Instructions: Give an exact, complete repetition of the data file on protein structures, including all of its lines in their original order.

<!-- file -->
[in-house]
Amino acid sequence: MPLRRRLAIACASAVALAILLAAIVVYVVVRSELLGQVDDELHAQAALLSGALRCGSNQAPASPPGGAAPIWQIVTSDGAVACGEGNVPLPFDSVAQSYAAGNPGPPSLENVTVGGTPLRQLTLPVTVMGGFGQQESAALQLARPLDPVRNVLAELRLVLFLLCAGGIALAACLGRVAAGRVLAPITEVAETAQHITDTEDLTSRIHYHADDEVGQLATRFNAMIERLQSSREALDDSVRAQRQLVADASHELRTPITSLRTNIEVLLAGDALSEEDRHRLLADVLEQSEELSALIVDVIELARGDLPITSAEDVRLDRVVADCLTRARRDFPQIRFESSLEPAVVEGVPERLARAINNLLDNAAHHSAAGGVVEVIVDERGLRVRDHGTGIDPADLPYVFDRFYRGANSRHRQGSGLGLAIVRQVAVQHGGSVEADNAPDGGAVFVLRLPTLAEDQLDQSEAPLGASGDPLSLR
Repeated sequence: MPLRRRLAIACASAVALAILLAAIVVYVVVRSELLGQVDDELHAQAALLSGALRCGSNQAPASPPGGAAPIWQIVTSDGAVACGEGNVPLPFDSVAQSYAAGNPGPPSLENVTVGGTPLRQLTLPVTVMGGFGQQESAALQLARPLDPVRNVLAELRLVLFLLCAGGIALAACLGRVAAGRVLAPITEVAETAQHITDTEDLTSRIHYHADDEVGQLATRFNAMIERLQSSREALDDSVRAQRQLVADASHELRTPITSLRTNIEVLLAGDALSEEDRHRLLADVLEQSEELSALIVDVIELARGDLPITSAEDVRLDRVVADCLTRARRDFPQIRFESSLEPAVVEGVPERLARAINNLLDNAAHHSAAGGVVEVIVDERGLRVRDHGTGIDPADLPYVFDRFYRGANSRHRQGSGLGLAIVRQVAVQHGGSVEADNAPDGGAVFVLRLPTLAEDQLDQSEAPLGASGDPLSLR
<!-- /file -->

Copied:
[in-house]
Amino acid sequence: MPLRRRLAIACASAVALAILLAAIVVYVVVRSELLGQVDDELHAQAALLSGALRCGSNQAPASPPGGAAPIWQIVTSDGAVACGEGNVPLPFDSVAQSYAAGNPGPPSLENVTVGGTPLRQLTLPVTVMGGFGQQESAALQLARPLDPVRNVLAELRLVLFLLCAGGIALAACLGRVAAGRVLAPITEVAETAQHITDTEDLTSRIHYHADDEVGQLATRFNAMIERLQSSREALDDSVRAQRQLVADASHELRTPITSLRTNIEVLLAGDALSEEDRHRLLADVLEQSEELSALIVDVIELARGDLPITSAEDVRLDRVVADCLTRARRDFPQIRFESSLEPAVVEGVPERLARAINNLLDNAAHHSAAGGVVEVIVDERGLRVRDHGTGIDPADLPYVFDRFYRGANSRHRQGSGLGLAIVRQVAVQHGGSVEADNAPDGGAVFVLRLPTLAEDQLDQSEAPLGASGDPLSLR
Repeated sequence: MPLRRRLAIACASAVALAILLAAIVVYVVVRSELLGQVDDELHAQAALLSGALRCGSNQAPASPPGGAAPIWQIVTSDGAVACGEGNVPLPFDSVAQSYAAGNPGPPSLENVTVGGTPLRQLTLPVTVMGGFGQQESAALQLARPLDPVRNVLAELRLVLFLLCAGGIALAACLGRVAAGRVLAPITEVAETAQHITDTEDLTSRIHYHADDEVGQLATRFNAMIERLQSSREALDDSVRAQRQLVADASHELRTPITSLRTNIEVLLAGDALSEEDRHRLLADVLEQSEELSALIVDVIELARGDLPITSAEDVRLDRVVADCLTRARRDFPQIRFESSLEPAVVEGVPERLARAINNLLDNAAHHSAAGGVVEVIVDERGLRVRDHGTGIDPADLPYVFDRFYRGANSRHRQGSGLGLAIVRQVAVQHGGSVEADNAPDGGAVFVLRLPTLAEDQLDQSEAPLGASGDPLSLR